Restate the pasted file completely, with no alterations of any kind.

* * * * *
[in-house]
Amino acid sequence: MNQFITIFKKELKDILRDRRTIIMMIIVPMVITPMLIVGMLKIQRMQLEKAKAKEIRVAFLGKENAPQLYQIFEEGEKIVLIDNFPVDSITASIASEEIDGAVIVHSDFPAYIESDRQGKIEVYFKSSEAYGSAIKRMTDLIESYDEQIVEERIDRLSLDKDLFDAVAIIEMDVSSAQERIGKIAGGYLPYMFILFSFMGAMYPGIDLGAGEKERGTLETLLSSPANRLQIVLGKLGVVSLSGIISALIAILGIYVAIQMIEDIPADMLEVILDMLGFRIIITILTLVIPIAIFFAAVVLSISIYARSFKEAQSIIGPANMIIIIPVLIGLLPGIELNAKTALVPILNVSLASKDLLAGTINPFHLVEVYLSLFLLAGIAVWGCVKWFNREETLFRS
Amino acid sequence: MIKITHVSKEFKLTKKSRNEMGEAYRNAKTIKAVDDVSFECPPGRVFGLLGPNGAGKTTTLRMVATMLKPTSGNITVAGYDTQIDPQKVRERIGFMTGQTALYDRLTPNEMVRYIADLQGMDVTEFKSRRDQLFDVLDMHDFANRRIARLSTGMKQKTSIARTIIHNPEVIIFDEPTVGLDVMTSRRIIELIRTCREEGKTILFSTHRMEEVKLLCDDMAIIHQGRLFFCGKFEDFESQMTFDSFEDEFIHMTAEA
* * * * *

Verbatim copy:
[in-house]
Amino acid sequence: MNQFITIFKKELKDILRDRRTIIMMIIVPMVITPMLIVGMLKIQRMQLEKAKAKEIRVAFLGKENAPQLYQIFEEGEKIVLIDNFPVDSITASIASEEIDGAVIVHSDFPAYIESDRQGKIEVYFKSSEAYGSAIKRMTDLIESYDEQIVEERIDRLSLDKDLFDAVAIIEMDVSSAQERIGKIAGGYLPYMFILFSFMGAMYPGIDLGAGEKERGTLETLLSSPANRLQIVLGKLGVVSLSGIISALIAILGIYVAIQMIEDIPADMLEVILDMLGFRIIITILTLVIPIAIFFAAVVLSISIYARSFKEAQSIIGPANMIIIIPVLIGLLPGIELNAKTALVPILNVSLASKDLLAGTINPFHLVEVYLSLFLLAGIAVWGCVKWFNREETLFRS
Amino acid sequence: MIKITHVSKEFKLTKKSRNEMGEAYRNAKTIKAVDDVSFECPPGRVFGLLGPNGAGKTTTLRMVATMLKPTSGNITVAGYDTQIDPQKVRERIGFMTGQTALYDRLTPNEMVRYIADLQGMDVTEFKSRRDQLFDVLDMHDFANRRIARLSTGMKQKTSIARTIIHNPEVIIFDEPTVGLDVMTSRRIIELIRTCREEGKTILFSTHRMEEVKLLCDDMAIIHQGRLFFCGKFEDFESQMTFDSFEDEFIHMTAEA